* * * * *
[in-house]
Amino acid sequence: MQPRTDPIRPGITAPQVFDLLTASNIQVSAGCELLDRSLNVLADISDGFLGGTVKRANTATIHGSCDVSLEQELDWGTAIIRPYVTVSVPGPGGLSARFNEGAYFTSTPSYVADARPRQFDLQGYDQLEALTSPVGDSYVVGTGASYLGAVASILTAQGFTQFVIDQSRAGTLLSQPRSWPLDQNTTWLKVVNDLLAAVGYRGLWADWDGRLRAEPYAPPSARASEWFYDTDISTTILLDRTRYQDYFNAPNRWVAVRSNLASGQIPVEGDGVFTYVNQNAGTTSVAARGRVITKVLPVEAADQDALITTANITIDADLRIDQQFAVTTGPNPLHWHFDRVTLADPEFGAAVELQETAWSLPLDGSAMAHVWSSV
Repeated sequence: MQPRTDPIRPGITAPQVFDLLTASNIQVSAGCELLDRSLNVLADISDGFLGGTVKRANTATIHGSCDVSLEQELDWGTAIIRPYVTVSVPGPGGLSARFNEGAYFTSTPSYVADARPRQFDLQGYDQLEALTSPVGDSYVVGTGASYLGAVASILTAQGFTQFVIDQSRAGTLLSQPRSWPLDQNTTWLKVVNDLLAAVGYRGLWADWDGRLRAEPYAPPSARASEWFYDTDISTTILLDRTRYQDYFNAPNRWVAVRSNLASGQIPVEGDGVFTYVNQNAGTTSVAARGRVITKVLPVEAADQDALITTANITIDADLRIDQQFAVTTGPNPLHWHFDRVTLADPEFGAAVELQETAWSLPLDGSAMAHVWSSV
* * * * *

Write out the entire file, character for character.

[in-house]
Amino acid sequence: MQPRTDPIRPGITAPQVFDLLTASNIQVSAGCELLDRSLNVLADISDGFLGGTVKRANTATIHGSCDVSLEQELDWGTAIIRPYVTVSVPGPGGLSARFNEGAYFTSTPSYVADARPRQFDLQGYDQLEALTSPVGDSYVVGTGASYLGAVASILTAQGFTQFVIDQSRAGTLLSQPRSWPLDQNTTWLKVVNDLLAAVGYRGLWADWDGRLRAEPYAPPSARASEWFYDTDISTTILLDRTRYQDYFNAPNRWVAVRSNLASGQIPVEGDGVFTYVNQNAGTTSVAARGRVITKVLPVEAADQDALITTANITIDADLRIDQQFAVTTGPNPLHWHFDRVTLADPEFGAAVELQETAWSLPLDGSAMAHVWSSV
Repeated sequence: MQPRTDPIRPGITAPQVFDLLTASNIQVSAGCELLDRSLNVLADISDGFLGGTVKRANTATIHGSCDVSLEQELDWGTAIIRPYVTVSVPGPGGLSARFNEGAYFTSTPSYVADARPRQFDLQGYDQLEALTSPVGDSYVVGTGASYLGAVASILTAQGFTQFVIDQSRAGTLLSQPRSWPLDQNTTWLKVVNDLLAAVGYRGLWADWDGRLRAEPYAPPSARASEWFYDTDISTTILLDRTRYQDYFNAPNRWVAVRSNLASGQIPVEGDGVFTYVNQNAGTTSVAARGRVITKVLPVEAADQDALITTANITIDADLRIDQQFAVTTGPNPLHWHFDRVTLADPEFGAAVELQETAWSLPLDGSAMAHVWSSV